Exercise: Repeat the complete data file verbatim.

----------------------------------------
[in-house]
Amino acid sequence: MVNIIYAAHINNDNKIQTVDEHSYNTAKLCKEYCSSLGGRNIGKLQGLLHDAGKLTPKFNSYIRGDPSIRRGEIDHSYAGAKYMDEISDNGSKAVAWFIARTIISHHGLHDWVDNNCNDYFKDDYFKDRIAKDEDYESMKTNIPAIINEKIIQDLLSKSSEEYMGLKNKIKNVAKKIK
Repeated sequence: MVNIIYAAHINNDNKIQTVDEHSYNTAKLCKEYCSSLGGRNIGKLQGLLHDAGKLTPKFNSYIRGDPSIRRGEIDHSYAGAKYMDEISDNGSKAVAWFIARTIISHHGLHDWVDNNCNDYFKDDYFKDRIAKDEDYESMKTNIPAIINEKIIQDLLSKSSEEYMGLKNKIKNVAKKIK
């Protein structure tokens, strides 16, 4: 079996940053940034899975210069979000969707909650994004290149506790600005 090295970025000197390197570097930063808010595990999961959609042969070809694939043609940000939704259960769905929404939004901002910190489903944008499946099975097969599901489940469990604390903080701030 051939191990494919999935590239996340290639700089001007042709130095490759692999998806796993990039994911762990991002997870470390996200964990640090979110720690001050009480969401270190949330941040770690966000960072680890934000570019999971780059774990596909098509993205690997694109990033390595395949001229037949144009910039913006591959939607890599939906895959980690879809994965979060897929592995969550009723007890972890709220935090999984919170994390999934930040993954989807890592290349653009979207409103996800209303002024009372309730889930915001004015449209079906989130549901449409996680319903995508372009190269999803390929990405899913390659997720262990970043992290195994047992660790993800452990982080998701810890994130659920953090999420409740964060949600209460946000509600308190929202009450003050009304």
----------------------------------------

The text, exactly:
[in-house]
Amino acid sequence: MVNIIYAAHINNDNKIQTVDEHSYNTAKLCKEYCSSLGGRNIGKLQGLLHDAGKLTPKFNSYIRGDPSIRRGEIDHSYAGAKYMDEISDNGSKAVAWFIARTIISHHGLHDWVDNNCNDYFKDDYFKDRIAKDEDYESMKTNIPAIINEKIIQDLLSKSSEEYMGLKNKIKNVAKKIK
Repeated sequence: MVNIIYAAHINNDNKIQTVDEHSYNTAKLCKEYCSSLGGRNIGKLQGLLHDAGKLTPKFNSYIRGDPSIRRGEIDHSYAGAKYMDEISDNGSKAVAWFIARTIISHHGLHDWVDNNCNDYFKDDYFKDRIAKDEDYESMKTNIPAIINEKIIQDLLSKSSEEYMGLKNKIKNVAKKIK
């Protein structure tokens, strides 16, 4: 079996940053940034899975210069979000969707909650994004290149506790600005 090295970025000197390197570097930063808010595990999961959609042969070809694939043609940000939704259960769905929404939004901002910190489903944008499946099975097969599901489940469990604390903080701030 051939191990494919999935590239996340290639700089001007042709130095490759692999998806796993990039994911762990991002997870470390996200964990640090979110720690001050009480969401270190949330941040770690966000960072680890934000570019999971780059774990596909098509993205690997694109990033390595395949001229037949144009910039913006591959939607890599939906895959980690879809994965979060897929592995969550009723007890972890709220935090999984919170994390999934930040993954989807890592290349653009979207409103996800209303002024009372309730889930915001004015449209079906989130549901449409996680319903995508372009190269999803390929990405899913390659997720262990970043992290195994047992660790993800452990982080998701810890994130659920953090999420409740964060949600209460946000509600308190929202009450003050009304």